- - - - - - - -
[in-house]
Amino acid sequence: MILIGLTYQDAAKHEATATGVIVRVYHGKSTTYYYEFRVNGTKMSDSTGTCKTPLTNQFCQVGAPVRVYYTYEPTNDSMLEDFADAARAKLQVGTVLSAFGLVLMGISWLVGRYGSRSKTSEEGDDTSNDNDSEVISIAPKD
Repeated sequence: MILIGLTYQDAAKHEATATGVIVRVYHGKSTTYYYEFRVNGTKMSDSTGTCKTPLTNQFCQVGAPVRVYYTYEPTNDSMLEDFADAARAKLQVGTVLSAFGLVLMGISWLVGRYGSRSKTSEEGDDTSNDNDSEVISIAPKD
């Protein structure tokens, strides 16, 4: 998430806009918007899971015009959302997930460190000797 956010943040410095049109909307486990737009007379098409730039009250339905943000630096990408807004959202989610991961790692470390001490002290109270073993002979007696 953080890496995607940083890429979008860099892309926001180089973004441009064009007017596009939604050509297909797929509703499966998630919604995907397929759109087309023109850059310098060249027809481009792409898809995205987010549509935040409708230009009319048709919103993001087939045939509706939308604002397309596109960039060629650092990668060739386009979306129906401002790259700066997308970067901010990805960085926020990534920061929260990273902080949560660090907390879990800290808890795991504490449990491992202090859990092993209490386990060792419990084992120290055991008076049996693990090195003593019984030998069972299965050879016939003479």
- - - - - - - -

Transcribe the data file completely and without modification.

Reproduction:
[in-house]
Amino acid sequence: MILIGLTYQDAAKHEATATGVIVRVYHGKSTTYYYEFRVNGTKMSDSTGTCKTPLTNQFCQVGAPVRVYYTYEPTNDSMLEDFADAARAKLQVGTVLSAFGLVLMGISWLVGRYGSRSKTSEEGDDTSNDNDSEVISIAPKD
Repeated sequence: MILIGLTYQDAAKHEATATGVIVRVYHGKSTTYYYEFRVNGTKMSDSTGTCKTPLTNQFCQVGAPVRVYYTYEPTNDSMLEDFADAARAKLQVGTVLSAFGLVLMGISWLVGRYGSRSKTSEEGDDTSNDNDSEVISIAPKD
């Protein structure tokens, strides 16, 4: 998430806009918007899971015009959302997930460190000797 956010943040410095049109909307486990737009007379098409730039009250339905943000630096990408807004959202989610991961790692470390001490002290109270073993002979007696 953080890496995607940083890429979008860099892309926001180089973004441009064009007017596009939604050509297909797929509703499966998630919604995907397929759109087309023109850059310098060249027809481009792409898809995205987010549509935040409708230009009319048709919103993001087939045939509706939308604002397309596109960039060629650092990668060739386009979306129906401002790259700066997308970067901010990805960085926020990534920061929260990273902080949560660090907390879990800290808890795991504490449990491992202090859990092993209490386990060792419990084992120290055991008076049996693990090195003593019984030998069972299965050879016939003479």